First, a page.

How to Teach Your Kids to Have a Growth Mindset
As we launch into our second week of our summer Mighty Minds program, I’m thinking a lot how we can best help our kids build their growth mindsets… and wanted to share a few tips and tricks to keep in mind at home!
- Read books with growth mindset messaging! My three year-old and I recently discovered Rosie Revere, Engineer, and it is EXCELLENT. Target audience is early elementary school, but my preschooler likes it too. Another favorite I’ve used in working with kids in the past is Beautiful Oops. Each of these books sends a powerful message: mistakes are part of the process! And messing things up offers opportunities for growth, progress, and creativity.
- Point out situations in which your child or others make progress by persisting in the face of failure or difficulty. For example, if your child says he or she can’t do it… and then figures it out– praise him/her for persisting even when it was tough AND note that their effort really paid off. Similarly, if you see others (peers, TV/book characters, athletes, celebrities) struggling in the face of difficulty, then figuring it out, point that out to your child!
- Set clear expectations that mistakes are part of the process. For example, you could ask everyone in the family to share at dinner, “What’s the best mistake you made today?”
- Tell kids that we know that mistakes lead to better learning! Really, there’s research about this: making (and correcting) mistakes is one of the most powerful ways to learn and retain information.
- When your child does inevitably make mistakes or struggle, watch your reactions carefully! As adults, the way in which we react to mistakes gives our kids information about how big a deal THEY should consider a mistake to be. If we freak out and get upset (or express disappointment in subtle or unsubtle ways) when our child struggles, we are confirming that struggling and making mistakes is a BIG DEAL… rather than just part of being human.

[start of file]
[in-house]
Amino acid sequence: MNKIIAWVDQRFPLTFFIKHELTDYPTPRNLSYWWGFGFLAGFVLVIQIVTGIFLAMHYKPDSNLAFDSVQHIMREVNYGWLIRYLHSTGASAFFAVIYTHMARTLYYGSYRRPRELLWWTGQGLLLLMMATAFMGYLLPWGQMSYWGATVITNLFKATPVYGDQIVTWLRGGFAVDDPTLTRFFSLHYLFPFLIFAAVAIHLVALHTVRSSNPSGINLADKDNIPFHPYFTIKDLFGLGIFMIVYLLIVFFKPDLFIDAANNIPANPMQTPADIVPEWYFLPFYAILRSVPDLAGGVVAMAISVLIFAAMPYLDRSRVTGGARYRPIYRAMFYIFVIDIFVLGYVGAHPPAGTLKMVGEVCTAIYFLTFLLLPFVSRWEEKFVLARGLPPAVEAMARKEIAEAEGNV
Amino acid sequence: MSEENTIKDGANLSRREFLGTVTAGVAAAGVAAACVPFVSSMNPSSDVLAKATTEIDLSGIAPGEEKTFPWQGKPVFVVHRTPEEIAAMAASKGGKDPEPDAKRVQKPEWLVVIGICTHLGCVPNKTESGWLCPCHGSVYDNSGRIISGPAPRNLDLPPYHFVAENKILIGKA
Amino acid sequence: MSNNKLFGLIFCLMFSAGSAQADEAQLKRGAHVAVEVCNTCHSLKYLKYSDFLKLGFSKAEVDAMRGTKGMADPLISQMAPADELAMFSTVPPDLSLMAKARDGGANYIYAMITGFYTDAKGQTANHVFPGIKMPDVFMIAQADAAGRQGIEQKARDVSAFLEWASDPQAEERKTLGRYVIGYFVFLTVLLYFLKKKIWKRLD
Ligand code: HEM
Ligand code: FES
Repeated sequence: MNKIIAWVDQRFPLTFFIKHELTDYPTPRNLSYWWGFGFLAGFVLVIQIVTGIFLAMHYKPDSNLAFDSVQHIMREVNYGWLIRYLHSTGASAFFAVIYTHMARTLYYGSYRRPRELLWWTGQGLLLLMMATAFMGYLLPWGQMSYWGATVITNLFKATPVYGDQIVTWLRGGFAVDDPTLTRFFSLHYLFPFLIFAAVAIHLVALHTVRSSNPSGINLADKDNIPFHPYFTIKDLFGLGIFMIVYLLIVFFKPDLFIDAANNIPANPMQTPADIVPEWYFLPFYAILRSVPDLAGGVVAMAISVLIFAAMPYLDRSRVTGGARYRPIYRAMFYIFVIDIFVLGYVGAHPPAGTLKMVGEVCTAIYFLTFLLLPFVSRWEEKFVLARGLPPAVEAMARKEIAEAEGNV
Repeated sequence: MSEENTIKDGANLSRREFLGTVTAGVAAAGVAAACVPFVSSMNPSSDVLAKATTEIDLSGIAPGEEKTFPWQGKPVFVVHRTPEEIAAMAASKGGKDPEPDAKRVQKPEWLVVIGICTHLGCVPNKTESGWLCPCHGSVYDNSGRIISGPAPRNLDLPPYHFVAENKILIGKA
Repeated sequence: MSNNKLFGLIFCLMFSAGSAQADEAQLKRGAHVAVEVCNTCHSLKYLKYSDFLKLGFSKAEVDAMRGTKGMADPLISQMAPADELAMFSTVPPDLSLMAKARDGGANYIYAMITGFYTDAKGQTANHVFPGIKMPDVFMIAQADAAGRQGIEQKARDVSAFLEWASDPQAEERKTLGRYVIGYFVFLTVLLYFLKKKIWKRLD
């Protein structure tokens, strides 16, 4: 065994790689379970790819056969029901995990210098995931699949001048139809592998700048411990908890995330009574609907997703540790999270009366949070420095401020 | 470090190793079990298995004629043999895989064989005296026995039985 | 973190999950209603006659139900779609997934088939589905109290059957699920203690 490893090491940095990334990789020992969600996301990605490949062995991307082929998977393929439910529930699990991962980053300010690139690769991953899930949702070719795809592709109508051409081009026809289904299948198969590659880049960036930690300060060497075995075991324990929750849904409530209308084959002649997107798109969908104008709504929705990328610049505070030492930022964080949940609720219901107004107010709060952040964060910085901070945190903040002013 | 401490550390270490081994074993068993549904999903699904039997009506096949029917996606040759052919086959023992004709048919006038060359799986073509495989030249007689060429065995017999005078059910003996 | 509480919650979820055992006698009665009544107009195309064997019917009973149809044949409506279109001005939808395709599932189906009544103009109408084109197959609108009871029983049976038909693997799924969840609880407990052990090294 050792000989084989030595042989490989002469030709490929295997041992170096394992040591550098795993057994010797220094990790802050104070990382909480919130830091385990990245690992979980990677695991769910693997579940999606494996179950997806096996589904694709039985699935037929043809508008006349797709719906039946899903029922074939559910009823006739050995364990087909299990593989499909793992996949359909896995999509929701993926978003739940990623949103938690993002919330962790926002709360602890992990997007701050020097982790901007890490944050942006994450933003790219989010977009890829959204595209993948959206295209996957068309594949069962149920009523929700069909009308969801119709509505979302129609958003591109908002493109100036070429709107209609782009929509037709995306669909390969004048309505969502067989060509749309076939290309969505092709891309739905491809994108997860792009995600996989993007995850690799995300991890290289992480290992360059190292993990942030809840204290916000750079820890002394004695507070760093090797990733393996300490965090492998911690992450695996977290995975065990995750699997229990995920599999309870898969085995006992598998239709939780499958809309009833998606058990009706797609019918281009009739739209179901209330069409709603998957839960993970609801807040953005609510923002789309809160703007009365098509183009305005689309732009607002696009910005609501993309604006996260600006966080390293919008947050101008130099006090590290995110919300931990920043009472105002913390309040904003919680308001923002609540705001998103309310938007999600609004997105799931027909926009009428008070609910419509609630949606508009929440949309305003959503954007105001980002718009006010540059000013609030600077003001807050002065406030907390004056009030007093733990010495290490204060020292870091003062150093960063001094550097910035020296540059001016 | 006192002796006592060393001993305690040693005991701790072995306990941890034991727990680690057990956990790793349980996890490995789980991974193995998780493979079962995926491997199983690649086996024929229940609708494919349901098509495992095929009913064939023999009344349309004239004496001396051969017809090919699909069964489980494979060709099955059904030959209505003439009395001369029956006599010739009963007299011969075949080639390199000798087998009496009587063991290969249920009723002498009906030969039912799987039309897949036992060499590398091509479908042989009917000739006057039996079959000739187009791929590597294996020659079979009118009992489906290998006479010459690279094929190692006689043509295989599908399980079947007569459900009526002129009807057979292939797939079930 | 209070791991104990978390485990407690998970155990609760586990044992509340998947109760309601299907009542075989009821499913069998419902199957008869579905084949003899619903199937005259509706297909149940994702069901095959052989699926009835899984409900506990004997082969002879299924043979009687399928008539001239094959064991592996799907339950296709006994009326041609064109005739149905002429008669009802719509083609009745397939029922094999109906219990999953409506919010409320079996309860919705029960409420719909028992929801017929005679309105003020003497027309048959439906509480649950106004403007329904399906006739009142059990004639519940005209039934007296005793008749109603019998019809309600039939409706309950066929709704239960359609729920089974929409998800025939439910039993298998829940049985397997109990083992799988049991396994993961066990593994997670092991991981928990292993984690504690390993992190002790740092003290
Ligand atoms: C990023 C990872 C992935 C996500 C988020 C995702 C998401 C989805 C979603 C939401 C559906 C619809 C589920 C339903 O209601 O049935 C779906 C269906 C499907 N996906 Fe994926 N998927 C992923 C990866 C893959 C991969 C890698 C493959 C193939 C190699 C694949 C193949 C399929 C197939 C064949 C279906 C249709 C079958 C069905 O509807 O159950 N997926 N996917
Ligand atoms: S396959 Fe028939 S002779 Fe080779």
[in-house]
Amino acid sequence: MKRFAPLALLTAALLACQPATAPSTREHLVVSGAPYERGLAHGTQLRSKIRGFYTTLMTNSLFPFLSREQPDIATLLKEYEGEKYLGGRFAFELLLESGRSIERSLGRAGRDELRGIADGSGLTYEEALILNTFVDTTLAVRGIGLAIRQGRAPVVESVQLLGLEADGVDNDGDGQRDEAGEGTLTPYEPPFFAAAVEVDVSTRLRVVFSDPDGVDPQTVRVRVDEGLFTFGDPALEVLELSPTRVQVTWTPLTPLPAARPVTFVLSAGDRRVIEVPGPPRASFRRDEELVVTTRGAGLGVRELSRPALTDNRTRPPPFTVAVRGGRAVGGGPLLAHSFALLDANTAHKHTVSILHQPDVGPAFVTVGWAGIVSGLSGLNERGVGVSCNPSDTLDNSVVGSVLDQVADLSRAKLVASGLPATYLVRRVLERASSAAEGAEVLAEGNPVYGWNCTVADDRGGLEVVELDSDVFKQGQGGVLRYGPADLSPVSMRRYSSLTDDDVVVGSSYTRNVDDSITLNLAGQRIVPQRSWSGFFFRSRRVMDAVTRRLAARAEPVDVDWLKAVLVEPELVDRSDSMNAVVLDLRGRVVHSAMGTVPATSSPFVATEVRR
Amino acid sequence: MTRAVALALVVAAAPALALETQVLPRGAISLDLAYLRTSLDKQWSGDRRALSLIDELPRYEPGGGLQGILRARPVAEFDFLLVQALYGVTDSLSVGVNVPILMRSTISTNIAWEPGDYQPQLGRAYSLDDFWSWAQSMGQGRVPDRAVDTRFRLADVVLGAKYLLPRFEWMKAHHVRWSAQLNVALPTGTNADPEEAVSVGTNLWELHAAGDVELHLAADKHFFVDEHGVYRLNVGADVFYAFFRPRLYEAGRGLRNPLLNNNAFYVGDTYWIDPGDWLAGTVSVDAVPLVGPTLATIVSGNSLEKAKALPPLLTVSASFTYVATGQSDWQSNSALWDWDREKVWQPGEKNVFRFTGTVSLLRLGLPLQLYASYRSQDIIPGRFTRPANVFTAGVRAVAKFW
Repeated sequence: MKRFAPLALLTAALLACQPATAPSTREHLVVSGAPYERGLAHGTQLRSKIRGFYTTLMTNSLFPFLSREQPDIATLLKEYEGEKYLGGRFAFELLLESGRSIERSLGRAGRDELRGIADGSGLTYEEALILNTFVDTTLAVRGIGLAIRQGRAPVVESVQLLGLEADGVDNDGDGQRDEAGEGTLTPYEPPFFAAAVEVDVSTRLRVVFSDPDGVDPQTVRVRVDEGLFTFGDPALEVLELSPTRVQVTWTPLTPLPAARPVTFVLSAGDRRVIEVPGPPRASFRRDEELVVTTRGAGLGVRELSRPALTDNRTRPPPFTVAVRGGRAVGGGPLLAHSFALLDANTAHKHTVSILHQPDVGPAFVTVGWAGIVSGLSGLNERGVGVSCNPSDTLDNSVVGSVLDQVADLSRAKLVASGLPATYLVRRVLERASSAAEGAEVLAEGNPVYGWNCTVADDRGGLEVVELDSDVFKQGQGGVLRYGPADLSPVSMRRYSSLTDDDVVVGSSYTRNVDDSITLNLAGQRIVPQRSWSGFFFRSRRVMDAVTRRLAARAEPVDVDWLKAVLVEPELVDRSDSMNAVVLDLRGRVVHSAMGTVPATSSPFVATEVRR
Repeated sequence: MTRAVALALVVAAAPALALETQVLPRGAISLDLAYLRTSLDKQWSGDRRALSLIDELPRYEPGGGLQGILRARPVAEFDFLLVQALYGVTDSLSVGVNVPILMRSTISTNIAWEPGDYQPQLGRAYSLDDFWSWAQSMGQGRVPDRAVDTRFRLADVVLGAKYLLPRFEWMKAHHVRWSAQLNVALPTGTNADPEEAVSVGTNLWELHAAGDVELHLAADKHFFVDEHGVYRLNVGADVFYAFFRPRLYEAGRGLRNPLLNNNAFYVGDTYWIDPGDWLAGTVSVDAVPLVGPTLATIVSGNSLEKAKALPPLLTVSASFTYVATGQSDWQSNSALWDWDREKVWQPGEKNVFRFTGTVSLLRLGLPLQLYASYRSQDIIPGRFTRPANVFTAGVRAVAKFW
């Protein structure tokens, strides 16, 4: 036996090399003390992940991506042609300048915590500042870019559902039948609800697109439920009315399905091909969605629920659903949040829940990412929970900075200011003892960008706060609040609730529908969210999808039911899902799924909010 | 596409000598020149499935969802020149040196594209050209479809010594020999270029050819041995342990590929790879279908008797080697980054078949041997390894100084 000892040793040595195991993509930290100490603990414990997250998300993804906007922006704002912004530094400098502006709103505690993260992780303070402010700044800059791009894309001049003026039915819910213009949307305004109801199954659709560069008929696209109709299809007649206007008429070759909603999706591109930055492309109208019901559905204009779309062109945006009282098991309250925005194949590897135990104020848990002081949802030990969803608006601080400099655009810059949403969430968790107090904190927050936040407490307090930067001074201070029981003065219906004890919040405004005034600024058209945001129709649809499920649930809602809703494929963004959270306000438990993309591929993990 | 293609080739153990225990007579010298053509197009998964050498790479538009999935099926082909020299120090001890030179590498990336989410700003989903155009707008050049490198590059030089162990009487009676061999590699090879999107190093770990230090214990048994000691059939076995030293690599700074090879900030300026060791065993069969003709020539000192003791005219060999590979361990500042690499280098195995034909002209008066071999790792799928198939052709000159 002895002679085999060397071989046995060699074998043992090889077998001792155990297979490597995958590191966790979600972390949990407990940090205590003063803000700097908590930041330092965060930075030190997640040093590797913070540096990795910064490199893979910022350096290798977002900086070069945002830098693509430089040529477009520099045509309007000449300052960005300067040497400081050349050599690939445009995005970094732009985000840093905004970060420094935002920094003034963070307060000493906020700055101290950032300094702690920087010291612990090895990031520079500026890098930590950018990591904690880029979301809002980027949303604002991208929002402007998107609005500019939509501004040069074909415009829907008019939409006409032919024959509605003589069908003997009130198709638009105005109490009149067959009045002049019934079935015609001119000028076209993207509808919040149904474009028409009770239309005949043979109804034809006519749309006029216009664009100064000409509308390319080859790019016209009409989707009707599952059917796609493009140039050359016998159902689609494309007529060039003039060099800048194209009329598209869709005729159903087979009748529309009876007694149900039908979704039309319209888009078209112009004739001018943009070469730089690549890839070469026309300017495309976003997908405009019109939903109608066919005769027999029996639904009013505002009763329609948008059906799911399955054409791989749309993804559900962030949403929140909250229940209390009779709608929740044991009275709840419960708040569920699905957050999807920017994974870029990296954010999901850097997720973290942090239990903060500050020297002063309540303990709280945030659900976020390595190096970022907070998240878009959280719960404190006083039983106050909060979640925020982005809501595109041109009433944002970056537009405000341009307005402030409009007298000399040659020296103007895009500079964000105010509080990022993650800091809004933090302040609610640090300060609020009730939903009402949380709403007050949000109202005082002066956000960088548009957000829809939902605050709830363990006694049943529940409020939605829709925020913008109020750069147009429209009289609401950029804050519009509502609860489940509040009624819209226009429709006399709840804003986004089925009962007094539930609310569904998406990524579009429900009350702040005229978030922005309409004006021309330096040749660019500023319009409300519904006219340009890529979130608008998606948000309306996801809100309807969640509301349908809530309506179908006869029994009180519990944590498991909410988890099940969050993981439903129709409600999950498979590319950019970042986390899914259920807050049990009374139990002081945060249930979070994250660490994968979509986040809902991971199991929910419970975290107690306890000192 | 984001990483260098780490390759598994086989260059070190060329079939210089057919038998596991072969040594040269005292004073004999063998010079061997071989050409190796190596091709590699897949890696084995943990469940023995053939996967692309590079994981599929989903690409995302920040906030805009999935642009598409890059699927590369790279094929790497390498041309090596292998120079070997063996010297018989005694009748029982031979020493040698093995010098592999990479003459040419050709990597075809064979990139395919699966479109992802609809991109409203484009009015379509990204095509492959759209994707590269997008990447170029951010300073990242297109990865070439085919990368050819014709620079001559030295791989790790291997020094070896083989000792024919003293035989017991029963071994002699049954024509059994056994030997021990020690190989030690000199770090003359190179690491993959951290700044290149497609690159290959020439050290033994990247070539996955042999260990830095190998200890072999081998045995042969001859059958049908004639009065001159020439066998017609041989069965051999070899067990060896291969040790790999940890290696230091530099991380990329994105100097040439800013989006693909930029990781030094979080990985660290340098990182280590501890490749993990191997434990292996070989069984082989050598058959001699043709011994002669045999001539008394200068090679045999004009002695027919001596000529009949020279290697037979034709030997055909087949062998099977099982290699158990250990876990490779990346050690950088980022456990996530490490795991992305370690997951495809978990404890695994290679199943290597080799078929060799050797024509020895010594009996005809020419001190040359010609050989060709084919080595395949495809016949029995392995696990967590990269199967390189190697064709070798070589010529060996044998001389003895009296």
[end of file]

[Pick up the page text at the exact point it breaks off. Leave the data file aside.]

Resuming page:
- Coach kids around how best to learn from the mistakes they make and/or the challenges they confront. Just because you haven’t been successful YET doesn’t mean that it’s a failure. What haven’t you tried yet? Watch this video from Khan Academy for an example of how to have this kind of conversation with your child.
- Model a growth mindset about your own mistakes or challenges. When you yourself run into things that are hard, try to respond/react in the way that you want your child to learn how to respond/react, and SHARE that process with your child or children! Knowing that even adults make mistakes and struggle can really send a powerful message that this process is normal and to be expected.
During the summer, we often find that our kids have fewer opportunities to build their growth mindsets. They’re out of school (no challenging assignments or tests!), there are fewer extracurricular or athletic activities that might challenge their ability to adopt a growth mindset, and things generally are more mellow. For that reason, it can be easy for us as parents to let these conversations slide during the summer and only remember that these are skills we want our kids to build AFTER they are back in the thick of it in September. However, it’s our feeling that summer– when we’re all a bit less frantic and need to devote less mental energy to building other skills!– is a perfect time to try to focus a bit more on developing growth mindset skills that will serve kids well when they move into another academic year.
And remember– although we are now rolling through our second week of summer Mighty Minds, we still have three weeks to go (7/29-8/2, 8/5-8/9, and 8/12-8/16)! Limited spots are remaining in these sessions, but we’d love to have your child or children on board. More information and registration can be accessed through our website. Please check it out, consider signing up, and pass information along to friends who might also be interested!
P.S.: Like everything else with parenting, our kids learn from what they see us do! If you want to learn some of the same skills that we teach kids in our Mighty Minds program, sign up for our online parenting program: How to Not Lose Your Sh*t With Your Kids! This program is low-cost, and low time commitment… and no better time to do it than during the summer when you’re out of your usual routine and spending more time with your kids! For only $30, you get 30 days of a daily email, each of which includes a research-based strategy to help you better manage stress and big emotions. We talk specifically about how to apply these strategies to difficult moments with your kids– but they’re skills that you can apply to any stressful, maddening, or anxiety-provoking situation in your life. Each daily message also includes a summary of the key take-home message for days that you’re short on time, as well as resources we love for days on which you have more time/interest for a deeper dive. And because the strategies apply to us as adults, they’re appropriate for you as a parent no matter how old your kids. Sign up today, and choose any start date that works for you!